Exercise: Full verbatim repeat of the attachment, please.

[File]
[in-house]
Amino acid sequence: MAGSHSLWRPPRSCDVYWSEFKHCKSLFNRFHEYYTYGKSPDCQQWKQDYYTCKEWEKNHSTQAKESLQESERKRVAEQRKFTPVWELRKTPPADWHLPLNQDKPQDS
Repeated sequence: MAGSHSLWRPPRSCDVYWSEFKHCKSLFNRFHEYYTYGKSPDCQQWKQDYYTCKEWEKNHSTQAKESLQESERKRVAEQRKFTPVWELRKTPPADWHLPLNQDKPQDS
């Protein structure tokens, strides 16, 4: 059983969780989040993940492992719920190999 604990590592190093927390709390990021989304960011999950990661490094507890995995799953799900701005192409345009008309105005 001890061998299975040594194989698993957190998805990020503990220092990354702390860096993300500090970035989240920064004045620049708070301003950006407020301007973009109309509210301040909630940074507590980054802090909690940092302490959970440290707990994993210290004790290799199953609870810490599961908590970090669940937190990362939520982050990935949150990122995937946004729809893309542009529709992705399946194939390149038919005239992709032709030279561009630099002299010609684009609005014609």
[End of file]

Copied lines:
[in-house]
Amino acid sequence: MAGSHSLWRPPRSCDVYWSEFKHCKSLFNRFHEYYTYGKSPDCQQWKQDYYTCKEWEKNHSTQAKESLQESERKRVAEQRKFTPVWELRKTPPADWHLPLNQDKPQDS
Repeated sequence: MAGSHSLWRPPRSCDVYWSEFKHCKSLFNRFHEYYTYGKSPDCQQWKQDYYTCKEWEKNHSTQAKESLQESERKRVAEQRKFTPVWELRKTPPADWHLPLNQDKPQDS
């Protein structure tokens, strides 16, 4: 059983969780989040993940492992719920190999 604990590592190093927390709390990021989304960011999950990661490094507890995995799953799900701005192409345009008309105005 001890061998299975040594194989698993957190998805990020503990220092990354702390860096993300500090970035989240920064004045620049708070301003950006407020301007973009109309509210301040909630940074507590980054802090909690940092302490959970440290707990994993210290004790290799199953609870810490599961908590970090669940937190990362939520982050990935949150990122995937946004729809893309542009529709992705399946194939390149038919005239992709032709030279561009630099002299010609684009609005014609």